It also pointed to a “downside risk” to the latest forecasts from potential further disruption to Australian resources and energy commodity trade with China, alongside the risk of delays in the successful rollout of effective COVID-19 vaccines around the world.
Still, iron ore export earnings are expected to retreat from their highs to $104 billion by 2025-26 as prices soften, with the department estimating average iron ore prices of $US77 a tonne at that time, down from this year’s forecast $US128 a tonne.
Australia’s iron ore exporters have been warning that prices will inevitably fall as supply from other parts of the globe comes online.
“Australia’s dominance of iron ore markets will face challenges,” the department said, pointing to expected increases in output from South America and Africa over the next five years “Global iron ore markets are expected to remain tight, with slow growth in both supply and demand over the next five years.” LNG exports, however, are expected to plunge by 34 per cent this financial year to $33 billion, hit by the crash in oil prices last year that fed through to contract tariffs. LNG export earnings are seen recovering to $45 billion by 2025-26, still shy of last year’s $48 billion, based on an assumption prices will recover to $12 a gigajoule from an average of $8 gigajoule this year.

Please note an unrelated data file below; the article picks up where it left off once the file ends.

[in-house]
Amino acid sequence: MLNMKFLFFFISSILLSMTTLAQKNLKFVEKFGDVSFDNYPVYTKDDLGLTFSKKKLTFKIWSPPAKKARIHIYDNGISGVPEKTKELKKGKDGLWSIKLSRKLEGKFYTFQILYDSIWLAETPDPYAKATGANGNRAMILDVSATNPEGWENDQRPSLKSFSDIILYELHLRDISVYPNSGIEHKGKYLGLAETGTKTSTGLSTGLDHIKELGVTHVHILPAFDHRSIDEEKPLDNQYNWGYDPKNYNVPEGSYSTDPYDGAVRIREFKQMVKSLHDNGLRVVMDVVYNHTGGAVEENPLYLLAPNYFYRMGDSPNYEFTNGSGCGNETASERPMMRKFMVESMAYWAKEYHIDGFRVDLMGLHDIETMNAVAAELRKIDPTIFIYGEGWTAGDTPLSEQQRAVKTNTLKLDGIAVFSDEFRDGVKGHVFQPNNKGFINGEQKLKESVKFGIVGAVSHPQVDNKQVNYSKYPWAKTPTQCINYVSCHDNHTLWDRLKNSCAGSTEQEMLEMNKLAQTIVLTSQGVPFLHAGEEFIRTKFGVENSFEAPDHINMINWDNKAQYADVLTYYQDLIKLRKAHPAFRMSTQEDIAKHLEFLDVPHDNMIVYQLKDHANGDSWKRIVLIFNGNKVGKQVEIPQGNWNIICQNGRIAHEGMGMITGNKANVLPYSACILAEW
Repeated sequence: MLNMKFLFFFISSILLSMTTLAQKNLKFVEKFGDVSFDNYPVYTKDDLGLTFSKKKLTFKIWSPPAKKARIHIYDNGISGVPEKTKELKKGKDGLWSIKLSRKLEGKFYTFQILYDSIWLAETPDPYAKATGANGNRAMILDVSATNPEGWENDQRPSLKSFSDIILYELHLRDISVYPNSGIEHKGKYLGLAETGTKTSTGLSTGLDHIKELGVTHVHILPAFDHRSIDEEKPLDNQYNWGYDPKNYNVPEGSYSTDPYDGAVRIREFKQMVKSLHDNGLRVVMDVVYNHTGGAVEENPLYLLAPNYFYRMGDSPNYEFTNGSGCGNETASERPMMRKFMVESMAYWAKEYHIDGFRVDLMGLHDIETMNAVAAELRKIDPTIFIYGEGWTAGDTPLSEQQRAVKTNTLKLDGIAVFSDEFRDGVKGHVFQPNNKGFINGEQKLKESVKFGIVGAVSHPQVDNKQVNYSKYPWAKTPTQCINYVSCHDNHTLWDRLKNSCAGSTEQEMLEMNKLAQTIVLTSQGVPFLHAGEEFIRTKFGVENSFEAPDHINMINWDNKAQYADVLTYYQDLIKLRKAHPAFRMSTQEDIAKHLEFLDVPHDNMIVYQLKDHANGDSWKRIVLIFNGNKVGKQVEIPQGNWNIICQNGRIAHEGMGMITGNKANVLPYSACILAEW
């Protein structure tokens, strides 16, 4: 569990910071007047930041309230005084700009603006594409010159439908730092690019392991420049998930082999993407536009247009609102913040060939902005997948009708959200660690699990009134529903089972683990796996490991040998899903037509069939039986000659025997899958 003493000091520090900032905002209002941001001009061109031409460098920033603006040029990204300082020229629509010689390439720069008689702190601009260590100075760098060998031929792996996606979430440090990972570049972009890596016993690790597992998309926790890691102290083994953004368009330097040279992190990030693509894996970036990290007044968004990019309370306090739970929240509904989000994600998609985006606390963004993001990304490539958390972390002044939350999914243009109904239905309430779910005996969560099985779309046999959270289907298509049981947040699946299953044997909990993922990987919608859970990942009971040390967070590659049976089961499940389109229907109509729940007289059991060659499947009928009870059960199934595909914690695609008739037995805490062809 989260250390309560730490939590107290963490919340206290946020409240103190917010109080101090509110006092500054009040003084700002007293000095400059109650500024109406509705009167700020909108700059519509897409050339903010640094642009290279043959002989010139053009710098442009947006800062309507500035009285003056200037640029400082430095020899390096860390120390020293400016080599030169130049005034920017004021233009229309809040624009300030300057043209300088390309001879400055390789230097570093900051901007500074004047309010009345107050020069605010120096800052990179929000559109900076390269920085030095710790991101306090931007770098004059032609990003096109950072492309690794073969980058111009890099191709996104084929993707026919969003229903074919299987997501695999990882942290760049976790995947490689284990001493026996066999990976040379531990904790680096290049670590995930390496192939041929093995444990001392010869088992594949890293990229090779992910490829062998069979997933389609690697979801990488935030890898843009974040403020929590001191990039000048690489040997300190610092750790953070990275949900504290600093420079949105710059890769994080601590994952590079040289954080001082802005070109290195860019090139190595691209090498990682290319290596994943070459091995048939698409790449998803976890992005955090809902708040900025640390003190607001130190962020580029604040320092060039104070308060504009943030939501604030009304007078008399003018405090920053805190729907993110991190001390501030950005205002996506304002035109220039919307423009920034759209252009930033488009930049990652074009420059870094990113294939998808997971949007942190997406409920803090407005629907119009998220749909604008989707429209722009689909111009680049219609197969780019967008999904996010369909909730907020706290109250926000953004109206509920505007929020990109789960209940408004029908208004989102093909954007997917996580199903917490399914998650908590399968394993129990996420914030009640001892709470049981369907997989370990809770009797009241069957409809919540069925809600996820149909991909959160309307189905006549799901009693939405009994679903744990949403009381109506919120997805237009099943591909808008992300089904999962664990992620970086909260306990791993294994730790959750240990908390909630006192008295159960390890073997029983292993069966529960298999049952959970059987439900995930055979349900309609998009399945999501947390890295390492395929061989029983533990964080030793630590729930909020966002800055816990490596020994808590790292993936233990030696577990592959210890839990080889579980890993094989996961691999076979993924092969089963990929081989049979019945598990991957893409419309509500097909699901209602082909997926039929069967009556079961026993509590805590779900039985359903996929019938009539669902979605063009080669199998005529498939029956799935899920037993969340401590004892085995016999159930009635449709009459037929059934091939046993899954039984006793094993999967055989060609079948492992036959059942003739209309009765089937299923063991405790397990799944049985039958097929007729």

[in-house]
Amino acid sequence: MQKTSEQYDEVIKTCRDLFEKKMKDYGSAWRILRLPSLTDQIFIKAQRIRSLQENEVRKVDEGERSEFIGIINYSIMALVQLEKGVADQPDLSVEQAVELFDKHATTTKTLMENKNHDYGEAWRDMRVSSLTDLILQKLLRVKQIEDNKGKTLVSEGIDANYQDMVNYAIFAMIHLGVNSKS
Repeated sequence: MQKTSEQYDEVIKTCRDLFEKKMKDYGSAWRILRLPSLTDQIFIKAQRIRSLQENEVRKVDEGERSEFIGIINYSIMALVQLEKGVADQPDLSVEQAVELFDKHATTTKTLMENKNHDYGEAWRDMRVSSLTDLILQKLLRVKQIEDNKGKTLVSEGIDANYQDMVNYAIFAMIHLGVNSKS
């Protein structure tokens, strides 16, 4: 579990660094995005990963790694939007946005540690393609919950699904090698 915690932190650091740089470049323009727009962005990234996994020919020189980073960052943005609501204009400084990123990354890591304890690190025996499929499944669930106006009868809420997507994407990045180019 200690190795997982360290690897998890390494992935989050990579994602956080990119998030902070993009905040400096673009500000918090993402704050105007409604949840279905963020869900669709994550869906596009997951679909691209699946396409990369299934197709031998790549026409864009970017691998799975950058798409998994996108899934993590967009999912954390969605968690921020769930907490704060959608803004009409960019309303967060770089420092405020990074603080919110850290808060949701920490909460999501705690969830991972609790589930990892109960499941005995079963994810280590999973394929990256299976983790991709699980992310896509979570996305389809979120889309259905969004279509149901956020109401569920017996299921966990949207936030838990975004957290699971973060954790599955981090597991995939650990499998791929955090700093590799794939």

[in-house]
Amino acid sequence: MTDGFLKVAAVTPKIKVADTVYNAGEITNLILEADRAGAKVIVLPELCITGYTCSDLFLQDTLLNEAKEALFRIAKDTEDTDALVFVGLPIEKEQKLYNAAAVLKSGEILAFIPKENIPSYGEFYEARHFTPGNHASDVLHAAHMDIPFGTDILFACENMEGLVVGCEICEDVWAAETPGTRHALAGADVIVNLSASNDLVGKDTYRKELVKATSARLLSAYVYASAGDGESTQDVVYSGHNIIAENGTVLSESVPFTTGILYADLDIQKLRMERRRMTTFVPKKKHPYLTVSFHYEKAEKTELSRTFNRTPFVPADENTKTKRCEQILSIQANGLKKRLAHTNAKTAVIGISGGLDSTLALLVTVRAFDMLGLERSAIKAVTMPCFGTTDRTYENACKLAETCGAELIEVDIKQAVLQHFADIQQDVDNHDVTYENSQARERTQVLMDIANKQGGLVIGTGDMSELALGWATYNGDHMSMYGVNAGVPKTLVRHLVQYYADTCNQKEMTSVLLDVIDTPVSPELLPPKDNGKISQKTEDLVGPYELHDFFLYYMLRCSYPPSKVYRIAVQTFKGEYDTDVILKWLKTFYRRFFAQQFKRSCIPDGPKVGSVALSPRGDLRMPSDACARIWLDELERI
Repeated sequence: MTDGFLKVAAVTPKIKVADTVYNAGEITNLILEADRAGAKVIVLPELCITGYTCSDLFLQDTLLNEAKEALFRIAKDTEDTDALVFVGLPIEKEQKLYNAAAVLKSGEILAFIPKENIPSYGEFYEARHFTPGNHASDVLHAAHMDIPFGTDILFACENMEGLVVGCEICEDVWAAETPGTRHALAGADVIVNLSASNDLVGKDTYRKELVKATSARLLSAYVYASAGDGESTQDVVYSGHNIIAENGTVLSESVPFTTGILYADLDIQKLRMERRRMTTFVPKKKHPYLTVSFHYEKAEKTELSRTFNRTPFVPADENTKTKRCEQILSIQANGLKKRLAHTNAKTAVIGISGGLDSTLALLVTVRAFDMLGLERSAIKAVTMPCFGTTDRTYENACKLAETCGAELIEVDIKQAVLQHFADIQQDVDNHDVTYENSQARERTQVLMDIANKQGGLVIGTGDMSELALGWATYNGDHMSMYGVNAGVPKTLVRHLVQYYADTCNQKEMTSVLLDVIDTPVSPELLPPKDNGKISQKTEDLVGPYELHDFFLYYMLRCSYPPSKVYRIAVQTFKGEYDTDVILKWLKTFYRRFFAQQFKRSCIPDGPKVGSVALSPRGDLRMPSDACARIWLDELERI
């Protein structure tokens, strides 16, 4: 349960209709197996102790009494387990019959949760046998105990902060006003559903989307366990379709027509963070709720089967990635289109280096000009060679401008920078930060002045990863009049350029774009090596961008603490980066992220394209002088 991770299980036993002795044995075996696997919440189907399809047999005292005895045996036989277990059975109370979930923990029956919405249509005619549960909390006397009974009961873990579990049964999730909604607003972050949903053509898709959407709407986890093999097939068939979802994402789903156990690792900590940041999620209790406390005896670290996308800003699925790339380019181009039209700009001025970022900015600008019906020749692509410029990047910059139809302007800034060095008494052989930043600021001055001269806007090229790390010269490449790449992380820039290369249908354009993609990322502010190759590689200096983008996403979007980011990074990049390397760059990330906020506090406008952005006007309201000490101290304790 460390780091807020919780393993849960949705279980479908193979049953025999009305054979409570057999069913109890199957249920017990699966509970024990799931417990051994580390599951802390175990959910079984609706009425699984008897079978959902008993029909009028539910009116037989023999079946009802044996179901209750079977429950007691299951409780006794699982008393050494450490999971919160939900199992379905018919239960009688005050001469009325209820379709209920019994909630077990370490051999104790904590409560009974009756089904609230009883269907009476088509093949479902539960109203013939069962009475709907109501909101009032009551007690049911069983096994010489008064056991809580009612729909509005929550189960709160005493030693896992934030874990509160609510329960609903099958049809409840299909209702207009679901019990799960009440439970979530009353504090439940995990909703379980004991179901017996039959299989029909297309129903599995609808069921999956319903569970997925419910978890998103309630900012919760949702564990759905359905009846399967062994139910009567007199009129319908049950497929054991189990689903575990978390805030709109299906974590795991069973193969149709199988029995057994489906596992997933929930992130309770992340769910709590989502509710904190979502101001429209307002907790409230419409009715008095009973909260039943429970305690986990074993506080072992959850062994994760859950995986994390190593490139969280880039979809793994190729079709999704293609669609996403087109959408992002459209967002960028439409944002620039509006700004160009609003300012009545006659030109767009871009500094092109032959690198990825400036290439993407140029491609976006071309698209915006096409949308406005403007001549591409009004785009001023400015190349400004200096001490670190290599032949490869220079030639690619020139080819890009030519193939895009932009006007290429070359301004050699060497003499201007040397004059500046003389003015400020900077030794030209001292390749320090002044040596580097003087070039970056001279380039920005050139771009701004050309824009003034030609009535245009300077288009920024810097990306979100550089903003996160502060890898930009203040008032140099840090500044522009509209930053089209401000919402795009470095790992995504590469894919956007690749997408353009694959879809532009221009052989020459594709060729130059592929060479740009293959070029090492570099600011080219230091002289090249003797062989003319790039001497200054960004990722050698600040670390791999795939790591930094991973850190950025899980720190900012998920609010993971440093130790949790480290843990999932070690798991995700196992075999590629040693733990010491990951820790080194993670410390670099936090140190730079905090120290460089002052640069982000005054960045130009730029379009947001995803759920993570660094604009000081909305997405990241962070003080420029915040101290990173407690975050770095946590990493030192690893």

Metallurgical coal earnings are expected to recover after a 34 per cent drop this year, in line with higher prices. Coking coal earnings are seen dropping to $23 billion this financial year from last year’s $35 billion, recovering to $31 billion in five years’ time.
Exports of thermal coal are forecast to plunge this year to $15 billion but to remain resilient around that level until 2025-26 at least, despite escalating climate pressures on coal power generation.
Lithium is the stand-out in the five year forecast, with exports seen surging more than five-fold in real terms from an estimated $1 billion this year.